Saturday, February 25, 2012

James Shapiro Responds to Coyne

James Shapiro responded to Jerry Coyne's criticisms, which Coyne put in the combox, instead of starting another thread, which would have been the polite thing to do. So I didn't realize that Shapiro had responded until just a few minutes ago.

 There's an interesting discussion in the combox afterwards.  I made a few observations from it:

1)  There is some agreement that environmental stress can cause an organism to increase mutation frequency to its genome, in order to solve the crisis.

2)  However, are the mutations just random attempts to solve the crisis, like a blind man trying to find his way out of a maze, or does the organism somehow "know" which mutations are more likely to solve the problem?

3)  Either way, it still leaves in place Darwin's claim that natural selection decides which variations survive.

4)  Why isn't anyone talking about (genetic) drift as an alternative to natural selection?  That, it seems to me, is the real challenge to Darwin's claim about natural selection.

Let me add a fifth point:

5)  What mechanisms cause organisms to increase their mutation rates?  Have these mechanisms  been acquired through evolution?  Or were they part of the original cells?


Crude said...

One question.

Does the standard Coyne uses here - 'natural selection fixes the change' - make it so natural selection is, essentially, bulletproof by definition? His reply seems to be that, no matter what the source of novelty may be, if natural selection touches on it in any way or plays any role, then "natural selection is the explanation for what we see".

It's a little like saying that, if flat out hopeful monster theory is true, then Coyne will just turn around and insist that natural selection is still the only game in town because the "better" hopeful monsters will survive. But that seems close to making natural selection downright trivial.

Bilbo said...

In his book, The Edge of Evolution, Michael Behe defined neo-Darwinism as consisting of three parts: Common descent, natural selection, and random mutation. Behe went on to accept natural selection, and even argued for common descent, but argued that at least some mutations are non-random. If I remember, Behe said something about natural selection being trivially true. It doesn't explain the source of variation or novelty in evolution. It just explains which ones survive.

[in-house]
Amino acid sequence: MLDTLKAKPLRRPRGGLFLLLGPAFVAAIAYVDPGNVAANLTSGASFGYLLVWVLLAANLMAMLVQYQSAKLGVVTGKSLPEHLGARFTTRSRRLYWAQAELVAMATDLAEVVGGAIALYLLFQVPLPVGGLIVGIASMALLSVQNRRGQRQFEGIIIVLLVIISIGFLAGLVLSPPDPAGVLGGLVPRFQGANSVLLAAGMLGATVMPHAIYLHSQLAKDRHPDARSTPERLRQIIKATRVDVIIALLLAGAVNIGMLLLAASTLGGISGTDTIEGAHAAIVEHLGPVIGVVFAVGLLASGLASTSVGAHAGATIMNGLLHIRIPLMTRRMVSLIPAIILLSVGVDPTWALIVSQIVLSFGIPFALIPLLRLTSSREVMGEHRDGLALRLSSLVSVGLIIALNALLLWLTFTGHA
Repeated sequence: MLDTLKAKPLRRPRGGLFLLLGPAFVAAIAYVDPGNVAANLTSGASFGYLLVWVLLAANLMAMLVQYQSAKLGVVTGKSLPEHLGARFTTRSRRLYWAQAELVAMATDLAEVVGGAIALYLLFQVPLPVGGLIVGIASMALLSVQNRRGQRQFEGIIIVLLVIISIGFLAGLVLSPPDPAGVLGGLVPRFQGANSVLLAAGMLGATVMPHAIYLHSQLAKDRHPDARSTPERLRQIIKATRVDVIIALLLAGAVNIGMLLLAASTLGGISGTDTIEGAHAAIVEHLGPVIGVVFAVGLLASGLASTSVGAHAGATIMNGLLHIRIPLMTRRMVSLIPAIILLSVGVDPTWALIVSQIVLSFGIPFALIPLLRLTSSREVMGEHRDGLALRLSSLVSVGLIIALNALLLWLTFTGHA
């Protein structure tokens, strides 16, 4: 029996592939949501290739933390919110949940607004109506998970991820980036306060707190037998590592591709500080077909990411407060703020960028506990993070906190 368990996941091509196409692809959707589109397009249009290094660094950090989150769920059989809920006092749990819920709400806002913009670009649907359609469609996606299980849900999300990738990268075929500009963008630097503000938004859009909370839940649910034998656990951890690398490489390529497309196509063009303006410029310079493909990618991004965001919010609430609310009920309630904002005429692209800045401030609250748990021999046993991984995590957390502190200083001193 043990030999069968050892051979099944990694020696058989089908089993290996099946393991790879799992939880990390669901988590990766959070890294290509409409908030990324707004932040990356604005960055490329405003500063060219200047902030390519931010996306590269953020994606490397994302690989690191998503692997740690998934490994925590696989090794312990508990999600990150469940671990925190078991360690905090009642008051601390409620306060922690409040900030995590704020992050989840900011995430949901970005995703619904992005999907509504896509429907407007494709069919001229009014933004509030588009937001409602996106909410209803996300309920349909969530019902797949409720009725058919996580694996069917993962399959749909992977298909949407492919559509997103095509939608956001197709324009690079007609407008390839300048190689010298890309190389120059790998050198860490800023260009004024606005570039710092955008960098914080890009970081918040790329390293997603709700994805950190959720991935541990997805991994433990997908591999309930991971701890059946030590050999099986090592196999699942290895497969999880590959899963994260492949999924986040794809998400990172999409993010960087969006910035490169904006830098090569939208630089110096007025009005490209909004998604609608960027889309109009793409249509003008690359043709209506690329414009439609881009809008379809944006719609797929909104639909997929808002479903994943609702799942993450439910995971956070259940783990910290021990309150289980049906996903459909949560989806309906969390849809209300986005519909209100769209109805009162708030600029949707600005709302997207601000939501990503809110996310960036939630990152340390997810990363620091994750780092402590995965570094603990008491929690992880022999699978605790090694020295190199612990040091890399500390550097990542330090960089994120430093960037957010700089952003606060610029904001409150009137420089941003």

But there are biologists who favor genetic drift as the explanation of which ones survive, instead of natural selection. Thus variation A may survive variation B, not because it survives better in the given environment, but because its offspring became the dominant form by chance.

I'm surprised no one is bringing this up in the discussion. I would, but my comments don't survive in Cousin Jerry's combox. I suspect artificial selection is to blame, but I can't prove it.

Bilbo said...

So yes, Coyne would say that Hopeful Monster A survived, and Hopeful Monster B didn't survive, because of natural selection. That doesn't explain how in the heck either Hopeful Monster arose in the first place, though.

Crude said...

Well, if you want to really cause hell, ask this question: is there a way to scientifically test between artificial selection and natural selection?

I agree that to take Coyne's route, apparently, would mean that natural selection hardly does much of anything. At least if I understand him right, I don't see him offering much of a response to Shapiro than "well, no matter why or how the mutations happened, if it was a beneficial change than that helped it survive, so natural selection is still involved and I win".

And yes, drift seems like it would complicate matters as well. I suppose Coyne's response would simply be, "Unless drift, but that's rare I bet and who cares anyway, quit talking about it".

Bilbo said...

Crude: there a way to scientifically test between artificial selection and natural selection?

Excellent question.

I'd like to know what Coyne thinks about the significance of drift.